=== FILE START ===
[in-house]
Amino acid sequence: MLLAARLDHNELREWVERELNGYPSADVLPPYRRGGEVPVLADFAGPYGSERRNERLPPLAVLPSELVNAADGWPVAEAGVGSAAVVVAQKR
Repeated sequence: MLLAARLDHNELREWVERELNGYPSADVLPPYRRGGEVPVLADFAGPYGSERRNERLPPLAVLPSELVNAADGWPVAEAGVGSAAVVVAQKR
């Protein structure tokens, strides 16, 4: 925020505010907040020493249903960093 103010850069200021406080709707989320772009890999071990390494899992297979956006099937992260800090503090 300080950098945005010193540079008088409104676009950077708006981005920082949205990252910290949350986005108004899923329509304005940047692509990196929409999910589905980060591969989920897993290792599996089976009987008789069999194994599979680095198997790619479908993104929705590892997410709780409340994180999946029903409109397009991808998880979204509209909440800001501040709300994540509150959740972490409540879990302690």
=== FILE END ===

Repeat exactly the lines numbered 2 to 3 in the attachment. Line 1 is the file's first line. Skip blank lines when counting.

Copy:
Amino acid sequence: MLLAARLDHNELREWVERELNGYPSADVLPPYRRGGEVPVLADFAGPYGSERRNERLPPLAVLPSELVNAADGWPVAEAGVGSAAVVVAQKR
Repeated sequence: MLLAARLDHNELREWVERELNGYPSADVLPPYRRGGEVPVLADFAGPYGSERRNERLPPLAVLPSELVNAADGWPVAEAGVGSAAVVVAQKR